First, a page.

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'Is this patriot enough?': Asian U.S. veteran reveals his military scars to call out anti-Asian violence

"I'm not afraid; I don't have to live in fear, [of] intimidation or insults," he said. "I'm going to show you what patriotism looks like."

'Is this patriot enough?': Asian U.S. veteran reveals his military scars to call out anti-Asian violence
Cover Image Source: Screenshot from West Chester Board of Trustees meeting

An Ohio official's moving speech about anti–Asian American racism took the internet by storm last week. Lee Wong, a board of trustees chairman in West Chester Township, made a powerful case against the recent wave of hate crimes across the United States during a meeting Tuesday when he revealed scars sustained during his service in the US military. "For too long, I have put up with a lot of sh*t in silence," the 69-year-old said. "Too afraid to speak out, fearing more abuse and discrimination." Wong explained that while he felt loved by those in his community, he'd also been witnessing racism against Asian Americans becoming "worse and worse" in the past few years.



 

Wong's speech came days after a gunman opened fire at three massage spas in the Atlanta area, killing eight people — six of whom were women of Asian descent. Wong revealed that he has faced questions about his patriotism ever since coming to the U.S. after graduating from high school and that as a college student in the 1970s, he was attacked by a White man hurling anti-Asian insults at him. The man was never punished for the crime.



 

The discrimination continued throughout his life, he said, recalling the time his application to be a police officer was immediately thrown into the trash as the officers laughed about the "Chinaman" who wants to be a policeman. Even after serving 20 years of active duty in the US Army, Wong said he has experienced discrimination from people who questioned his loyalty to the nation because of his race. "There are some annoying people that would come up to me and say that I don't look American, or patriotic enough," he said. "People question my patriotism, that I don't look American enough. They cannot get over this face."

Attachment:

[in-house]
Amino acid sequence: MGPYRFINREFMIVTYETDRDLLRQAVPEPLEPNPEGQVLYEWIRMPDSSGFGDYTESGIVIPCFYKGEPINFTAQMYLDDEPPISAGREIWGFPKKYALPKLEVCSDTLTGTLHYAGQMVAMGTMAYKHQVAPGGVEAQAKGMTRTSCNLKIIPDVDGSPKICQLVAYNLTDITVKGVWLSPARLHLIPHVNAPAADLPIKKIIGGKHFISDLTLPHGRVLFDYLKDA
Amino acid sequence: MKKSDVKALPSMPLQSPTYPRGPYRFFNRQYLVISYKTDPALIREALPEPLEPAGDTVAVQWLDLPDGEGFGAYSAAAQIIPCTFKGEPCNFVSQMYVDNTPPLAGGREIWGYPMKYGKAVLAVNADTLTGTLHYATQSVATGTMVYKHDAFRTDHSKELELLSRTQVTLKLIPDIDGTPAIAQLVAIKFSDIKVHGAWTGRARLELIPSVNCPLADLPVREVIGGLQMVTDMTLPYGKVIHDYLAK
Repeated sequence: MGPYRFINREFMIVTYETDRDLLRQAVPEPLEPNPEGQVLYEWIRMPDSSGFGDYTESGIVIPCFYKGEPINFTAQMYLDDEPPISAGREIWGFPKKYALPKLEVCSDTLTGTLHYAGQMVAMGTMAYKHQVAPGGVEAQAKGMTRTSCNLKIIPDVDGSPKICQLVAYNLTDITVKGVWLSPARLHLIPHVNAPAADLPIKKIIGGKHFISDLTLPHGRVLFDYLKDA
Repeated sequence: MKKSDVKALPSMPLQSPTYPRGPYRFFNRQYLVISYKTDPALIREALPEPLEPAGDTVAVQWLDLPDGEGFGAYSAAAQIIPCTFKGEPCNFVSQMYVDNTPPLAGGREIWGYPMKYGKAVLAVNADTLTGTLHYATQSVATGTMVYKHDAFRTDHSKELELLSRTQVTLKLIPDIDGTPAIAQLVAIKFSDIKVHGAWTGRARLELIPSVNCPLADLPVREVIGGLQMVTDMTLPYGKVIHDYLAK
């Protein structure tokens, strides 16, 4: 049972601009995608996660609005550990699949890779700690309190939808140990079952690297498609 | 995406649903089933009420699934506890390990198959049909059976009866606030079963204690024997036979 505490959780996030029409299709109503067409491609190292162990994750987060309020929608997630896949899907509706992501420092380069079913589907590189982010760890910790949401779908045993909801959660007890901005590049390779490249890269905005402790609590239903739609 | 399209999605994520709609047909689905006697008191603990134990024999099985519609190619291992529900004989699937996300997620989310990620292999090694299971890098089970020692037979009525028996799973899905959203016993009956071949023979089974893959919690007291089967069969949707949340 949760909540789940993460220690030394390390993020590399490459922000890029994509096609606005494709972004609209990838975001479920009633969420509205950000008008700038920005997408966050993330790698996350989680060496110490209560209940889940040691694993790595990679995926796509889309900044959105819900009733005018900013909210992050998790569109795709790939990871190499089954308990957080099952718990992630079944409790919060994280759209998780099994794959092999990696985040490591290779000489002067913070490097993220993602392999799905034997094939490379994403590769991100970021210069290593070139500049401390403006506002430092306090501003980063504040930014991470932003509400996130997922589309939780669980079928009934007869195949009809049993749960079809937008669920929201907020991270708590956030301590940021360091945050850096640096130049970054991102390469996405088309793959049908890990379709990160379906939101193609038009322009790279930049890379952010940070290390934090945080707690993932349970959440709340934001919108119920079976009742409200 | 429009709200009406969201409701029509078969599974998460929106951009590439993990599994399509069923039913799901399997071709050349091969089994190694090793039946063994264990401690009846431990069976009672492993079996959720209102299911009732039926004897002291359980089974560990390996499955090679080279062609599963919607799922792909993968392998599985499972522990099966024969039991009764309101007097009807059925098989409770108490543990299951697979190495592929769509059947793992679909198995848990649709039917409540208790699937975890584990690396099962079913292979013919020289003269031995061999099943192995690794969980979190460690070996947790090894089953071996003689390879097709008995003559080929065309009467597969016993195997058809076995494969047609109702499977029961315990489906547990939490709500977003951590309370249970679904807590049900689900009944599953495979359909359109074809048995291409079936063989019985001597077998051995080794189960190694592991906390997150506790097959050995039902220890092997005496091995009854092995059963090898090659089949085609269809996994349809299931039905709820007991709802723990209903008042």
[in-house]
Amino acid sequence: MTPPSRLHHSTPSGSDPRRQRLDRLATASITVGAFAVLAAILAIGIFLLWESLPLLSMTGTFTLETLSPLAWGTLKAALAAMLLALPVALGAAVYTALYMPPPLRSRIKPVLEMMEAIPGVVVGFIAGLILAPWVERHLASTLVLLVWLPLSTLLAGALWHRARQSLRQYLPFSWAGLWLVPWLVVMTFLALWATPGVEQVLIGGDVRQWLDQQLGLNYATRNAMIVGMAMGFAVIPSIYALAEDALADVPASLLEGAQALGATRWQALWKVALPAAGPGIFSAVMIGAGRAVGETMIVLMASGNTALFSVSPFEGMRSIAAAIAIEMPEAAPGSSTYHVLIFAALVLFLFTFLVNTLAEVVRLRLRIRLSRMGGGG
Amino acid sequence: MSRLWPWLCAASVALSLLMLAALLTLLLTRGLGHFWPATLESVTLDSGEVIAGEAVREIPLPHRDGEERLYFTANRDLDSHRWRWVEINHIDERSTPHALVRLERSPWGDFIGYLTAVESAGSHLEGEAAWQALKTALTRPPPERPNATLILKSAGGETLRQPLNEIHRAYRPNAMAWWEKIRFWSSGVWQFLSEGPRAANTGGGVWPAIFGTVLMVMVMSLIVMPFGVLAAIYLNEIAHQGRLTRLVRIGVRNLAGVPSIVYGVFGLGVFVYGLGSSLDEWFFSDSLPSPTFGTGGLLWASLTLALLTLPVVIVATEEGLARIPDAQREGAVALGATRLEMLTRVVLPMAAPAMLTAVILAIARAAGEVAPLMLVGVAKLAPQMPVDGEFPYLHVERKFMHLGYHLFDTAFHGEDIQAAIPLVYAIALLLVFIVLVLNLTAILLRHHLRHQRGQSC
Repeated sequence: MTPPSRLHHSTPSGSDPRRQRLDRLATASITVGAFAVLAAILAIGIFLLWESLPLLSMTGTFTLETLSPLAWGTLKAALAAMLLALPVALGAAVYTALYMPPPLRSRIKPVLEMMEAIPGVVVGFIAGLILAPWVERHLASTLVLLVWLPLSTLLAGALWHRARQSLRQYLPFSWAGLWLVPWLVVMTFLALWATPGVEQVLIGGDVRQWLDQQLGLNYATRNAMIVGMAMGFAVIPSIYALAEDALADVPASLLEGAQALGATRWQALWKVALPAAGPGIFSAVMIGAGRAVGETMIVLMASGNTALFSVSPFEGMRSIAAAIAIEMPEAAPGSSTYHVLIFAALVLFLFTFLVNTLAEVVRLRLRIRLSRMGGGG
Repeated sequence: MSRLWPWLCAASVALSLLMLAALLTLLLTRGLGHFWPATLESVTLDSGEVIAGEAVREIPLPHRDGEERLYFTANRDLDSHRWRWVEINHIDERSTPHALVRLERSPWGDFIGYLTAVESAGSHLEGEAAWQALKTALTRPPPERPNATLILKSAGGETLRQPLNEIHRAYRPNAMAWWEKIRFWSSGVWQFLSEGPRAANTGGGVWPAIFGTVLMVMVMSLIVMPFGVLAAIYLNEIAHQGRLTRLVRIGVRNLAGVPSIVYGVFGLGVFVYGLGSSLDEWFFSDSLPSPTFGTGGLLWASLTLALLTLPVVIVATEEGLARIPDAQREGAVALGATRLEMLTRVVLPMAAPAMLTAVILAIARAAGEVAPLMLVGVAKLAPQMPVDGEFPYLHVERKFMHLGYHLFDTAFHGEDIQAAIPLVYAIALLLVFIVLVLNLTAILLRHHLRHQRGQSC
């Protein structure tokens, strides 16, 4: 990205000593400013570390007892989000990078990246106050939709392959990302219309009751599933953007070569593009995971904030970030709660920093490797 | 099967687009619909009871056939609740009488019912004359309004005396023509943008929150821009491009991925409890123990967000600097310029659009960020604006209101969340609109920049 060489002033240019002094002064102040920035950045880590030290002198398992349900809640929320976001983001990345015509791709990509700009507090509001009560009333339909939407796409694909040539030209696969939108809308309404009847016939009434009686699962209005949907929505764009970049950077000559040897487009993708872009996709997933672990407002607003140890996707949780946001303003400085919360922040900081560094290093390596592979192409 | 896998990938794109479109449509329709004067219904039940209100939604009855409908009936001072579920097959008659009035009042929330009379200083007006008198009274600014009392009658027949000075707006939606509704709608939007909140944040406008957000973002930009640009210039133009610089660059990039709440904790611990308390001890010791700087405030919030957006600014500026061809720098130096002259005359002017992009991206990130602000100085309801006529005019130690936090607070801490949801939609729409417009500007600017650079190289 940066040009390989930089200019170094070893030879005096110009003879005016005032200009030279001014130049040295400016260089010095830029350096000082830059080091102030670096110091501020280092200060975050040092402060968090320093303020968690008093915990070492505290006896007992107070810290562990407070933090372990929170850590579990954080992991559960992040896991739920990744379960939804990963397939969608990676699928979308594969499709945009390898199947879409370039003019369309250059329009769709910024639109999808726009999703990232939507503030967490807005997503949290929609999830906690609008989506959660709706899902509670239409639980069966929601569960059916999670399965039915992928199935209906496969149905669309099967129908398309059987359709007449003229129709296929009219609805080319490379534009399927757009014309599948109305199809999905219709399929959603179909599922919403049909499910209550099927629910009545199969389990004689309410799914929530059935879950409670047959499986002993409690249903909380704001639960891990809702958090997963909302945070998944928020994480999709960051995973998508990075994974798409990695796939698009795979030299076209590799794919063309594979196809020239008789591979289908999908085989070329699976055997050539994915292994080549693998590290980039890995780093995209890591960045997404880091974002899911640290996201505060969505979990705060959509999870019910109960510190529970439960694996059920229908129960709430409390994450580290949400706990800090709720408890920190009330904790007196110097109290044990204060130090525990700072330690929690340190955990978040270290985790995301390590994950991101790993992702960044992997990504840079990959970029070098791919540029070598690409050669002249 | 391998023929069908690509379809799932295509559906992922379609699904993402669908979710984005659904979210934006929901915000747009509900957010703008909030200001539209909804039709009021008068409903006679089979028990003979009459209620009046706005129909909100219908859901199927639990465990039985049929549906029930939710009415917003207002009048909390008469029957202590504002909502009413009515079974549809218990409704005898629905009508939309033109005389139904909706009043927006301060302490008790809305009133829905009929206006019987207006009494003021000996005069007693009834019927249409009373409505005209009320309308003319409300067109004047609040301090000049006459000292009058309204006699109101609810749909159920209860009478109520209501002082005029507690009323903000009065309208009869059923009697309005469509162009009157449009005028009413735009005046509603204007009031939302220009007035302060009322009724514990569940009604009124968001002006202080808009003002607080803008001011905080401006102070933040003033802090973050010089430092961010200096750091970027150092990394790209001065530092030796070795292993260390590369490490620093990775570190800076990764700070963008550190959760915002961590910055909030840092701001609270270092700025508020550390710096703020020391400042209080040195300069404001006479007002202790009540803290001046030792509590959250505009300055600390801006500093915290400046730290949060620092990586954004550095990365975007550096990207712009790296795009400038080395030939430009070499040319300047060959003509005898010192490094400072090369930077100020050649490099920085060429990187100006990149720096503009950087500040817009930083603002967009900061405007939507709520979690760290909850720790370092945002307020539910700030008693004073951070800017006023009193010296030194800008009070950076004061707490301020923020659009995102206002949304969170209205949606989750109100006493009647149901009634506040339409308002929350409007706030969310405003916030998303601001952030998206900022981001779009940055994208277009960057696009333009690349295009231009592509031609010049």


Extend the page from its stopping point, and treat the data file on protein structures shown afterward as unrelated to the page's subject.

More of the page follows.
"I'm not afraid; I don't have to live in fear, [of] intimidation or insults," Wong continued. "I'm going to show you what patriotism, the questions about patriotism, looks like." Removing his tie and unbuttoning his shirt, he said: "Here is my proof." Wong then stood up while raising his undershirt to reveal a large dark scar across his chest. "This is sustained through my service in the U.S. military. Now is this patriot enough?" he asked. Buttoning his shirt back up, Wong added: "Prejudice is hate. And that hate can be changed. We are human."



 

"We need to be kinder, gentler to one another. Because we are all the same. We are one human being on this Earth," he concluded. As Wong's speech went viral after it was shared by Associated Press reporter James LaPorta — who is also a veteran — netizens thanked the local official for his service and for speaking out about the rise in hate toward Asian Americans. "No one should prove how 'American' they are to deserve dignity and respect. But damn. Lee Wong went hard on them and it is very satisfying to watch," tweeted Jenny Yang.



 

"When will Americans who DO NOT look white, blonde, and blue-eyed, be accepted for being American? This is infuriating that a distinguished Veteran of our armed services is compelled to have to prove himself to his peers that he is American enough. Thank you for your service, Mr. Wong," wrote one Twitter user. Speaking to the Cincinnati Enquirer, Wong explained why he decided to bare his scars and speak on the topic. "The timing was right in light of what's happening in this country. In that moment, I don't know what came over me," he said. "I just knew I had to say something." He added that he's grateful for the positive response and support he's received since his speech. "People thank me for my service. People are glad I spoke," Wong said. "West Chester is a diverse community, and we don't need that kind of [anti-Asian] rhetoric." 

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